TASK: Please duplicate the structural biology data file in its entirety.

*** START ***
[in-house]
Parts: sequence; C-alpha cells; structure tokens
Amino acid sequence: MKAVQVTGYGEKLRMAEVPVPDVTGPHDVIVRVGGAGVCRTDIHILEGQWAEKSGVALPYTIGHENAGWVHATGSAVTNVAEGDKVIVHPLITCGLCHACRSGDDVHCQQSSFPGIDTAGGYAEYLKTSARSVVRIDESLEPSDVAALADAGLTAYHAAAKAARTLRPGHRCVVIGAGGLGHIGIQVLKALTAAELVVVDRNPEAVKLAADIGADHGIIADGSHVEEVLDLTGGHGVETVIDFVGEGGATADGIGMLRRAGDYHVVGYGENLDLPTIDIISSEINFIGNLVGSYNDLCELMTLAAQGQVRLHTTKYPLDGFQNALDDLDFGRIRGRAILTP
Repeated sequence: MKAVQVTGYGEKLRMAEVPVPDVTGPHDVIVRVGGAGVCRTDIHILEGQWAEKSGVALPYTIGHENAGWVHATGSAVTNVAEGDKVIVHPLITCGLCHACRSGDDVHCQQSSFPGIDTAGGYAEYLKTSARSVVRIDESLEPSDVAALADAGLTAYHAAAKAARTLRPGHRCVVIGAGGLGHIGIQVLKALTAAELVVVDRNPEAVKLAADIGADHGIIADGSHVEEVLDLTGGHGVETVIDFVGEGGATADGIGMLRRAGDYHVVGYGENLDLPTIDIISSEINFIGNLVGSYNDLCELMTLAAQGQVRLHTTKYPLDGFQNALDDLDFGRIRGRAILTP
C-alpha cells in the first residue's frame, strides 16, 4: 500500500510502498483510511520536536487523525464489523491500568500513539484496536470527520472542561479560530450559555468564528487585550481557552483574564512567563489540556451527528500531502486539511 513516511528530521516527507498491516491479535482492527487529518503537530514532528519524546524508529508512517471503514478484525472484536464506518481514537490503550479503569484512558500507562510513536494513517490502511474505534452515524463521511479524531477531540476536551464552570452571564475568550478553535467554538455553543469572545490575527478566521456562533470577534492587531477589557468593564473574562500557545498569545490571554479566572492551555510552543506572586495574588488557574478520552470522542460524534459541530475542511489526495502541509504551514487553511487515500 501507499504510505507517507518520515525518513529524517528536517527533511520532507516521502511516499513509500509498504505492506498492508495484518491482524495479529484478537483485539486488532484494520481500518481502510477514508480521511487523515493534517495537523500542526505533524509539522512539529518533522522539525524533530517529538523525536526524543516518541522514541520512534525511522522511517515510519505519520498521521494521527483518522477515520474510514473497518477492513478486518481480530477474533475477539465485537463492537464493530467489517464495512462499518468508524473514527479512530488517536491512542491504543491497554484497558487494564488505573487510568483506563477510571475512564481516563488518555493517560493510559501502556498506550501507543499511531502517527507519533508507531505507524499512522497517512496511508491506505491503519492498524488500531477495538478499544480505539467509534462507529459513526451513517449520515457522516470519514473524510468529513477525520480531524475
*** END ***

[in-house]
Parts: sequence; C-alpha cells; structure tokens
Amino acid sequence: MKAVQVTGYGEKLRMAEVPVPDVTGPHDVIVRVGGAGVCRTDIHILEGQWAEKSGVALPYTIGHENAGWVHATGSAVTNVAEGDKVIVHPLITCGLCHACRSGDDVHCQQSSFPGIDTAGGYAEYLKTSARSVVRIDESLEPSDVAALADAGLTAYHAAAKAARTLRPGHRCVVIGAGGLGHIGIQVLKALTAAELVVVDRNPEAVKLAADIGADHGIIADGSHVEEVLDLTGGHGVETVIDFVGEGGATADGIGMLRRAGDYHVVGYGENLDLPTIDIISSEINFIGNLVGSYNDLCELMTLAAQGQVRLHTTKYPLDGFQNALDDLDFGRIRGRAILTP
Repeated sequence: MKAVQVTGYGEKLRMAEVPVPDVTGPHDVIVRVGGAGVCRTDIHILEGQWAEKSGVALPYTIGHENAGWVHATGSAVTNVAEGDKVIVHPLITCGLCHACRSGDDVHCQQSSFPGIDTAGGYAEYLKTSARSVVRIDESLEPSDVAALADAGLTAYHAAAKAARTLRPGHRCVVIGAGGLGHIGIQVLKALTAAELVVVDRNPEAVKLAADIGADHGIIADGSHVEEVLDLTGGHGVETVIDFVGEGGATADGIGMLRRAGDYHVVGYGENLDLPTIDIISSEINFIGNLVGSYNDLCELMTLAAQGQVRLHTTKYPLDGFQNALDDLDFGRIRGRAILTP
C-alpha cells in the first residue's frame, strides 16, 4: 500500500510502498483510511520536536487523525464489523491500568500513539484496536470527520472542561479560530450559555468564528487585550481557552483574564512567563489540556451527528500531502486539511 513516511528530521516527507498491516491479535482492527487529518503537530514532528519524546524508529508512517471503514478484525472484536464506518481514537490503550479503569484512558500507562510513536494513517490502511474505534452515524463521511479524531477531540476536551464552570452571564475568550478553535467554538455553543469572545490575527478566521456562533470577534492587531477589557468593564473574562500557545498569545490571554479566572492551555510552543506572586495574588488557574478520552470522542460524534459541530475542511489526495502541509504551514487553511487515500 501507499504510505507517507518520515525518513529524517528536517527533511520532507516521502511516499513509500509498504505492506498492508495484518491482524495479529484478537483485539486488532484494520481500518481502510477514508480521511487523515493534517495537523500542526505533524509539522512539529518533522522539525524533530517529538523525536526524543516518541522514541520512534525511522522511517515510519505519520498521521494521527483518522477515520474510514473497518477492513478486518481480530477474533475477539465485537463492537464493530467489517464495512462499518468508524473514527479512530488517536491512542491504543491497554484497558487494564488505573487510568483506563477510571475512564481516563488518555493517560493510559501502556498506550501507543499511531502517527507519533508507531505507524499512522497517512496511508491506505491503519492498524488500531477495538478499544480505539467509534462507529459513526451513517449520515457522516470519514473524510468529513477525520480531524475